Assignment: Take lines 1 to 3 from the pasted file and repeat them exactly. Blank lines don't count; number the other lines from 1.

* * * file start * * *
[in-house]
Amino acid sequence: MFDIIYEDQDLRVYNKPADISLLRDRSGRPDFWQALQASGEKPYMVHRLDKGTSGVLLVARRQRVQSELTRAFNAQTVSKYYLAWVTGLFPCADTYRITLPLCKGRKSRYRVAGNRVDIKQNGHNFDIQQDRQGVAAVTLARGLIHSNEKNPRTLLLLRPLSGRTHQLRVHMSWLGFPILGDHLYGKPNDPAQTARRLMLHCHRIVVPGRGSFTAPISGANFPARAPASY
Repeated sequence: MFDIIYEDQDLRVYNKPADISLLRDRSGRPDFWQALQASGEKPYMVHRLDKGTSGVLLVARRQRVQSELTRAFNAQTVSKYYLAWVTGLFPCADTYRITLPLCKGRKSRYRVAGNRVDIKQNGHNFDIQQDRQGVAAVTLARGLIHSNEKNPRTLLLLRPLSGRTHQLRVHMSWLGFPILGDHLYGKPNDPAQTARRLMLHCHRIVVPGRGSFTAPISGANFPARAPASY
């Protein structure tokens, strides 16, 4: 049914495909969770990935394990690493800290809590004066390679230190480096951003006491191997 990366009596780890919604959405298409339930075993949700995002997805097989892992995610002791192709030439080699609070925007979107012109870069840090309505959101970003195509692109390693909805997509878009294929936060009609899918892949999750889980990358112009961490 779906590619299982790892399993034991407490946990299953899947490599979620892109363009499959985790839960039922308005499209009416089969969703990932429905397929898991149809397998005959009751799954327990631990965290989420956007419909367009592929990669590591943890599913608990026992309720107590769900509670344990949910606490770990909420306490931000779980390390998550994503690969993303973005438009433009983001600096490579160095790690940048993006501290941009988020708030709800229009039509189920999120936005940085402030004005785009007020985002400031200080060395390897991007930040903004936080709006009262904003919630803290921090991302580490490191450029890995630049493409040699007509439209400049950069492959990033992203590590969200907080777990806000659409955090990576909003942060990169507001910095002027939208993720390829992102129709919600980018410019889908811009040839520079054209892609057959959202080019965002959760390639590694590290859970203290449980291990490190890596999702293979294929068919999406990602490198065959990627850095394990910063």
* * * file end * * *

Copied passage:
[in-house]
Amino acid sequence: MFDIIYEDQDLRVYNKPADISLLRDRSGRPDFWQALQASGEKPYMVHRLDKGTSGVLLVARRQRVQSELTRAFNAQTVSKYYLAWVTGLFPCADTYRITLPLCKGRKSRYRVAGNRVDIKQNGHNFDIQQDRQGVAAVTLARGLIHSNEKNPRTLLLLRPLSGRTHQLRVHMSWLGFPILGDHLYGKPNDPAQTARRLMLHCHRIVVPGRGSFTAPISGANFPARAPASY
Repeated sequence: MFDIIYEDQDLRVYNKPADISLLRDRSGRPDFWQALQASGEKPYMVHRLDKGTSGVLLVARRQRVQSELTRAFNAQTVSKYYLAWVTGLFPCADTYRITLPLCKGRKSRYRVAGNRVDIKQNGHNFDIQQDRQGVAAVTLARGLIHSNEKNPRTLLLLRPLSGRTHQLRVHMSWLGFPILGDHLYGKPNDPAQTARRLMLHCHRIVVPGRGSFTAPISGANFPARAPASY